For film, television and theatre stars, there can be no greater achievement than winning an acting award — say, an Oscar, Emmy or Tony. But the matter of gender has been inextricably tied to these industry honors, in the form of separate categories for best actor and best actress.
Now, in an era of growing awareness and inclusivity of the transgender community, some say it’s time to remove the labels in favor of a gender-neutral category for performers.
Indeed, in the past few months, two awards programs have announced plans to do just that: The Gotham Awards, which recognizes the best in independent film and television, will make the change with its 2021 event scheduled for later this month in New York. And the Lucille Lortel Awards, which honors achievement in New York’s Off-Broadway community, will go gender-neutral starting in 2022.
Peppermint, a performer who broke ground as the first transgender woman to star in a principal role on Broadway when she appeared in the musical “Head Over Heels” a few seasons ago, said awards programs simply have to change with the times. She said she supports the move to gender-neutral categorization.
“Gay people, trans people and a host of other types of people exist,” Peppermint told MarketWatch. “The award shows need to reflect what’s going on in society.”
George Forbes, the executive director of the Lortel program, said discussions about the change were set in motion several years ago and were fueled by gender-fluid performers who felt they shouldn’t be forced to identify as male or female in order for their work to receive recognition. Ultimately, the program agreed, with Forbes noting that the craft of presenting work onstage isn’t defined by gender but by the skill of the artists involved.
“Acting is acting,” he told MarketWatch.
To that end, Forbes noted that gender distinctions aren’t made in other industry award categories, such as directing, choreography and design. “Why should performing awards be treated differently?” Forbes asked.
Other awards programs have also made the change to gender-neutral acting categories — most notably MTV’s Movie & TV Awards, which did so in 2017.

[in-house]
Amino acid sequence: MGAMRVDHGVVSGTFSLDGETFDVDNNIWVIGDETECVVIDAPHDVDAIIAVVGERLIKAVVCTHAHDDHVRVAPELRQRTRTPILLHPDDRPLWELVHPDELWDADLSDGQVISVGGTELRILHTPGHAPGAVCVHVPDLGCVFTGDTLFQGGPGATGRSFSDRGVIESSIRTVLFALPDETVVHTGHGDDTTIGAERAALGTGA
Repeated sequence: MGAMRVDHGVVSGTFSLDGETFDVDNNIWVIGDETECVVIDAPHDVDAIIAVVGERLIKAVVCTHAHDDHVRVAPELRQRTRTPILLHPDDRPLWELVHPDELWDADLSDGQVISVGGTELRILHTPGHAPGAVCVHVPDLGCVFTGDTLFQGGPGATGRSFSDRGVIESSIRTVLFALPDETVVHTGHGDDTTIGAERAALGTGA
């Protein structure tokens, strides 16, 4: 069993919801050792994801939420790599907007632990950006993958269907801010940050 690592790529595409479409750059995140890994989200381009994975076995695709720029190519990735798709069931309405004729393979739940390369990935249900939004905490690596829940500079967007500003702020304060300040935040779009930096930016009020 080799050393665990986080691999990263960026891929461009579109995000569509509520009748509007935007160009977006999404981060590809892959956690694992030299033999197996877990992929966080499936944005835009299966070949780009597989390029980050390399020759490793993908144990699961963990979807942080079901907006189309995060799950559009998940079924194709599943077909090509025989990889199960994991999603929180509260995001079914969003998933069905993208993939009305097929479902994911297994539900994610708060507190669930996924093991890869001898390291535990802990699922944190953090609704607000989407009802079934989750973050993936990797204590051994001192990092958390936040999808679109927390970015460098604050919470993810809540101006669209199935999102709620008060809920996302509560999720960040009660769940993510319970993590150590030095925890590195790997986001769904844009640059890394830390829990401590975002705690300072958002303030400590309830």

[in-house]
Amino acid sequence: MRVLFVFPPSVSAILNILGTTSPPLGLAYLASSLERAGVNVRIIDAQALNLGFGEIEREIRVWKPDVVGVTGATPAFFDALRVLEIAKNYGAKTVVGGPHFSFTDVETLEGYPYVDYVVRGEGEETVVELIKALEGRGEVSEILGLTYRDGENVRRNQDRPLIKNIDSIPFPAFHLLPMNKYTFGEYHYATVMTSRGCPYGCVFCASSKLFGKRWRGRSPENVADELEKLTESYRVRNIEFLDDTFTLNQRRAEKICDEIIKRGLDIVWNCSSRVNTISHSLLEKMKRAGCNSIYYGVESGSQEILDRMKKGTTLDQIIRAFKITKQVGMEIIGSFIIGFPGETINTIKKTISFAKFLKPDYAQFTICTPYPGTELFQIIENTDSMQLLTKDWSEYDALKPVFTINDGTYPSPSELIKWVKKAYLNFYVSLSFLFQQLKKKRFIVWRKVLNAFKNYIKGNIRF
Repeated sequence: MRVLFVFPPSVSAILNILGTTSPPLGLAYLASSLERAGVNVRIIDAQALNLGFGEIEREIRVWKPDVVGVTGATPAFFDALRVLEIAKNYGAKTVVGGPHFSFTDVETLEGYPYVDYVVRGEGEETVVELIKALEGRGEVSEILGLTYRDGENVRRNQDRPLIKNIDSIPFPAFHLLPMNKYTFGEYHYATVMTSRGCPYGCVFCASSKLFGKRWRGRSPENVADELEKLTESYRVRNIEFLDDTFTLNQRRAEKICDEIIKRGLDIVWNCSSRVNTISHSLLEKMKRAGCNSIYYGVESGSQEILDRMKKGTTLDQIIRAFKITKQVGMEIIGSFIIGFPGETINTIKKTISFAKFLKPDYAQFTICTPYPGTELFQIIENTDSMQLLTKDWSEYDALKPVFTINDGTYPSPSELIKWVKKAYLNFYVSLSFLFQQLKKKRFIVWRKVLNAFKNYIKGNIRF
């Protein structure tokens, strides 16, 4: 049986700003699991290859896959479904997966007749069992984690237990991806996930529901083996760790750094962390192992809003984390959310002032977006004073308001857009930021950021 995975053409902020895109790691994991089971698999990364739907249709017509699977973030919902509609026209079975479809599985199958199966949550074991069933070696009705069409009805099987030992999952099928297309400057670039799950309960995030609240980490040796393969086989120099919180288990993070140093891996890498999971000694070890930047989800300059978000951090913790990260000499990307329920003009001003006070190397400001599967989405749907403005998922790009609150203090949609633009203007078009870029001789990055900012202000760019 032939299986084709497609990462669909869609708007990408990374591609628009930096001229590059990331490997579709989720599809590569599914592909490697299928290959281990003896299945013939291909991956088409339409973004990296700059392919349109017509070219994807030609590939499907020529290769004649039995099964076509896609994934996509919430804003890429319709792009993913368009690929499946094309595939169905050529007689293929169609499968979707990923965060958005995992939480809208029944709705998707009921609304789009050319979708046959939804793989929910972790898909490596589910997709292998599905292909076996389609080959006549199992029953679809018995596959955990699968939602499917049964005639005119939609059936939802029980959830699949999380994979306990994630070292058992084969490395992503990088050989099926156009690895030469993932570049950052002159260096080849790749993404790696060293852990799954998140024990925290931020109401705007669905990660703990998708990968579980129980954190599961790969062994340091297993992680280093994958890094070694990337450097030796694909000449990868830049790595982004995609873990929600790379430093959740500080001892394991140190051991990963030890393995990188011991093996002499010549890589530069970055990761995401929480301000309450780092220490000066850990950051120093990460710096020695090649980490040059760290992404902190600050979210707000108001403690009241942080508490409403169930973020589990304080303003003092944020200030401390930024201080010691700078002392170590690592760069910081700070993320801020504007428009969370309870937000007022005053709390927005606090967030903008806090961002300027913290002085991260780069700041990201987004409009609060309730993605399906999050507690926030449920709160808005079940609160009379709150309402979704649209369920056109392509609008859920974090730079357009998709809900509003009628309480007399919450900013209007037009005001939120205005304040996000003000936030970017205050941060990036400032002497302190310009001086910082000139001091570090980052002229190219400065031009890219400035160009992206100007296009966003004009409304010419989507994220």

Some in the show-business world say it’s possible that the big three awards — the Oscars, Emmys and Tonys — will eventually follow suit. But change is still far from guaranteed since there’s plenty of history in the industry of doing things a certain way, entertainment professionals say.
“These other organizations have been around a long time,” said Jeffrey Sharp, the executive director of the Gotham Film & Media Institute, which produces the Gotham Awards. But, Sharp added, “We’re looking forward to progress of all kinds.”
“‘I’d like to know if in your eyes “actor” and “actress” denote anatomy or identity and why it is necessary to denote either in the first place?’”
Ben Travers, the deputy editor for TV at the entertainment publication IndieWire, said that he sees a strong chance of at least the Emmys going to gender-neutral categories, noting the awards program’s history of adapting rules.
“I do believe change is not only possible, but on the horizon,” he recently wrote.
A spokesperson for the Television Academy, the organization behind the Emmys, said, “Though we do not anticipate merging the various actor/actress award categories for the upcoming eligibility period, the Television Academy celebrates inclusiveness and always welcomes dialogue on the subject.”
Similarly, a spokesperson for the Academy of Motion Picture Arts and Sciences, which runs the Oscars, said conversations around representation and inclusivity are ongoing.
Representatives for the Tony Awards declined to comment.
Certainly, many performers continue to speak out on the issue of rethinking awards categories currently based on gender. One of the most vocal has been Asia Kate Dillon, a gender nonbinary performer who plays a gender nonbinary character on the hit Showtime series “Billions.”
When Dillon, who uses they/them pronouns, was being submitted by Showtime for Emmy consideration, they challenged the Television Academy about the gendered categorizations. “I’d like to know if in your eyes ‘actor’ and ‘actress’ denote anatomy or identity and why it is necessary to denote either in the first place?” Dillon wrote in a letter to the academy.
Ultimately, Dillon chose to be identified as an actor because the term is a more generic one often used to categorize performers of both genders. Dillon didn’t end up earning an Emmy nomination, but has earned nominations — for supporting actor — with other awards programs.
Arguments have been made for keeping the gendered categories as they are. Chief among them: concern that if best-actress categories are eliminated in favor of gender-neutral alternatives, “there’s the very real possibility that men would end up dominating the slates,” as one writer for The Atlantic noted.
Many in the entertainment industry point to the fact that women haven’t received as many nods as men in other non-gendered categories, such as best director. (Even then, it wasn’t until 2010 that a woman won an Oscar for best director — namely, Kathryn Bigelow for “The Hurt Locker.”)
Some in the industry also are concerned that eliminating gendered categories means fewer possibilities for performers to win recognition — and it’s such recognition that’s often critical to propelling careers forward.
Still, awards programs that have moved to gender-neutral categories say they don’t want to limit opportunities for honoring talent, and have created new awards as a result. Certainly, that is true for both the Gotham and Lortel awards — for example, the latter added an award for best ensemble.
“It was absolutely something we did in order to not impact negatively the amount of recognition” given to performers, Forbes said.